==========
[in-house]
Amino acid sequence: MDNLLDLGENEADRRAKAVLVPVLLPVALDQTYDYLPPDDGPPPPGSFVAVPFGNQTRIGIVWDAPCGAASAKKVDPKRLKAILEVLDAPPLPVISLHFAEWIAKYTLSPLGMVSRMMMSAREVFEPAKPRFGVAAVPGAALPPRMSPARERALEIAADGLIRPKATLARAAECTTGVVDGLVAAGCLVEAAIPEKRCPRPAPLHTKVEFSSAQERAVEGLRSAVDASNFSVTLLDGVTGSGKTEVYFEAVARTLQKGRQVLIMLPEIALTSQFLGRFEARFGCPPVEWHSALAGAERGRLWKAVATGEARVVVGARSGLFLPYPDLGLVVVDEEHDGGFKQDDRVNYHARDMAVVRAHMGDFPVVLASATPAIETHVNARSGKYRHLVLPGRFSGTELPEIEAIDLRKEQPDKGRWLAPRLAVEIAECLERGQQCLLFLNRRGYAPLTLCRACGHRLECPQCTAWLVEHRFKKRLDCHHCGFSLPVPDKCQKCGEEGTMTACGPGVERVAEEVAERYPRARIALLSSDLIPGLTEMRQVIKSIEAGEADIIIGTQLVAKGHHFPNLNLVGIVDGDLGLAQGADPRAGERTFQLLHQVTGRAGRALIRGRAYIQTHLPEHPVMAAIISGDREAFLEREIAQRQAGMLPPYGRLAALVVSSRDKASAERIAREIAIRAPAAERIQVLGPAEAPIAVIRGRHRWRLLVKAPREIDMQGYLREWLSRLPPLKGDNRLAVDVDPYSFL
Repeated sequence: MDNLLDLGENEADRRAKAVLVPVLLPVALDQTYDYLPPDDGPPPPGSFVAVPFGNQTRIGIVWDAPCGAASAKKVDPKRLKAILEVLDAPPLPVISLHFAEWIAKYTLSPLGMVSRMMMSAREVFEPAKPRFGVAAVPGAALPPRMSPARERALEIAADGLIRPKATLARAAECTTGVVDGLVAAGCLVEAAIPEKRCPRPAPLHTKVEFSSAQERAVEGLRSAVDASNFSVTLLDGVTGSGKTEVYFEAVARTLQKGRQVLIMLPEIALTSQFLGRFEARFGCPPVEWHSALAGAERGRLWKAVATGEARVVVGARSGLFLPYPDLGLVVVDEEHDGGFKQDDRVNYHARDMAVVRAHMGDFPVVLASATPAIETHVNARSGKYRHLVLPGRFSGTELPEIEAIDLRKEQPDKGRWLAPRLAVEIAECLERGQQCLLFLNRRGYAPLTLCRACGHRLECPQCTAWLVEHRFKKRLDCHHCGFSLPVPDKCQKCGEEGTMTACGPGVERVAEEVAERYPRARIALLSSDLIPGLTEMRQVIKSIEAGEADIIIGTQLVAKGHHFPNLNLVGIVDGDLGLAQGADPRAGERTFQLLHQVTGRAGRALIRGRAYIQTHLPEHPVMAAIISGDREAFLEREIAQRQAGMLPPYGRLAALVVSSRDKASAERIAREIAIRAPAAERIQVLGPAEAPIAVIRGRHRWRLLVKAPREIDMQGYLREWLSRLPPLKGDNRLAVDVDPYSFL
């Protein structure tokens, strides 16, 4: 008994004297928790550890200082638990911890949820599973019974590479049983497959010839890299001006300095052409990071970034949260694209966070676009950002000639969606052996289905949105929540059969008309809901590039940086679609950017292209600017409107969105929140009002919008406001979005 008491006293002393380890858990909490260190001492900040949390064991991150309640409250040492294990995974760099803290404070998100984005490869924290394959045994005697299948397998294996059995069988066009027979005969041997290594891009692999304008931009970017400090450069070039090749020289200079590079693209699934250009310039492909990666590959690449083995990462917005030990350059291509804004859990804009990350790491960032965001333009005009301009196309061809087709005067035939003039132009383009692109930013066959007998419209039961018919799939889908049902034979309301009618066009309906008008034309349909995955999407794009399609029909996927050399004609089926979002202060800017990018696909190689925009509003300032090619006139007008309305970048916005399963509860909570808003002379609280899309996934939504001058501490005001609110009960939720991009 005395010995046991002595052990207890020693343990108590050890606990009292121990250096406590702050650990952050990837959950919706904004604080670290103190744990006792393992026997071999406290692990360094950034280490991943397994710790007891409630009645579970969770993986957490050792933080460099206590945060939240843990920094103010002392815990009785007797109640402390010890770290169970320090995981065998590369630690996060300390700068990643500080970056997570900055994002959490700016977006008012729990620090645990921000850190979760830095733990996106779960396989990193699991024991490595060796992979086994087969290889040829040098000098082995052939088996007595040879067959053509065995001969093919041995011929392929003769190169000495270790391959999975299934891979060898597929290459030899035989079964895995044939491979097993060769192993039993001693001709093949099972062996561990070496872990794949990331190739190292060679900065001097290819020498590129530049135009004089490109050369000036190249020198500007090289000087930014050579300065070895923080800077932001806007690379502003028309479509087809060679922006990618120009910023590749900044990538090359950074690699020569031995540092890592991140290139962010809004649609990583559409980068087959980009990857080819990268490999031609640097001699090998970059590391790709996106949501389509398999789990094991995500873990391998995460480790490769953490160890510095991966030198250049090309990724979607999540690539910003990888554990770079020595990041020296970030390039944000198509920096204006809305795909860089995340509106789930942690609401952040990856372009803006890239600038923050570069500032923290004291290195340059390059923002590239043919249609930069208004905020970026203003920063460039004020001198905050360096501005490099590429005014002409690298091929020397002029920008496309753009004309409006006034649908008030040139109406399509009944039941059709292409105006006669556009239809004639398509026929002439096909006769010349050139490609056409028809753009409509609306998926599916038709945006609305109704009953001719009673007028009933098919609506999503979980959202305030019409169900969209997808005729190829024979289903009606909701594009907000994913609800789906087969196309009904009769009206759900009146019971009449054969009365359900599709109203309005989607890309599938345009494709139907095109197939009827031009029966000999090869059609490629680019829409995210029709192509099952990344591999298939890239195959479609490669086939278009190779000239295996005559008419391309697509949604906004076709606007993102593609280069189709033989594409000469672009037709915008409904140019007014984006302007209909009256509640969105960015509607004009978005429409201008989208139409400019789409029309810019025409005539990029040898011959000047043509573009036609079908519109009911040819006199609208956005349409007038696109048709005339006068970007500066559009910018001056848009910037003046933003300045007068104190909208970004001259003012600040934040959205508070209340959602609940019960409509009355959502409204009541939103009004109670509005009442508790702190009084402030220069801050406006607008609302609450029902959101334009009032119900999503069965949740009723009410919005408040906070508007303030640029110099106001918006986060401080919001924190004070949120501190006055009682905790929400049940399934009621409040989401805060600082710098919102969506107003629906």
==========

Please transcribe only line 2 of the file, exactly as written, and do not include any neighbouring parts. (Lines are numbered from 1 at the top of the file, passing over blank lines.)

Amino acid sequence: MDNLLDLGENEADRRAKAVLVPVLLPVALDQTYDYLPPDDGPPPPGSFVAVPFGNQTRIGIVWDAPCGAASAKKVDPKRLKAILEVLDAPPLPVISLHFAEWIAKYTLSPLGMVSRMMMSAREVFEPAKPRFGVAAVPGAALPPRMSPARERALEIAADGLIRPKATLARAAECTTGVVDGLVAAGCLVEAAIPEKRCPRPAPLHTKVEFSSAQERAVEGLRSAVDASNFSVTLLDGVTGSGKTEVYFEAVARTLQKGRQVLIMLPEIALTSQFLGRFEARFGCPPVEWHSALAGAERGRLWKAVATGEARVVVGARSGLFLPYPDLGLVVVDEEHDGGFKQDDRVNYHARDMAVVRAHMGDFPVVLASATPAIETHVNARSGKYRHLVLPGRFSGTELPEIEAIDLRKEQPDKGRWLAPRLAVEIAECLERGQQCLLFLNRRGYAPLTLCRACGHRLECPQCTAWLVEHRFKKRLDCHHCGFSLPVPDKCQKCGEEGTMTACGPGVERVAEEVAERYPRARIALLSSDLIPGLTEMRQVIKSIEAGEADIIIGTQLVAKGHHFPNLNLVGIVDGDLGLAQGADPRAGERTFQLLHQVTGRAGRALIRGRAYIQTHLPEHPVMAAIISGDREAFLEREIAQRQAGMLPPYGRLAALVVSSRDKASAERIAREIAIRAPAAERIQVLGPAEAPIAVIRGRHRWRLLVKAPREIDMQGYLREWLSRLPPLKGDNRLAVDVDPYSFL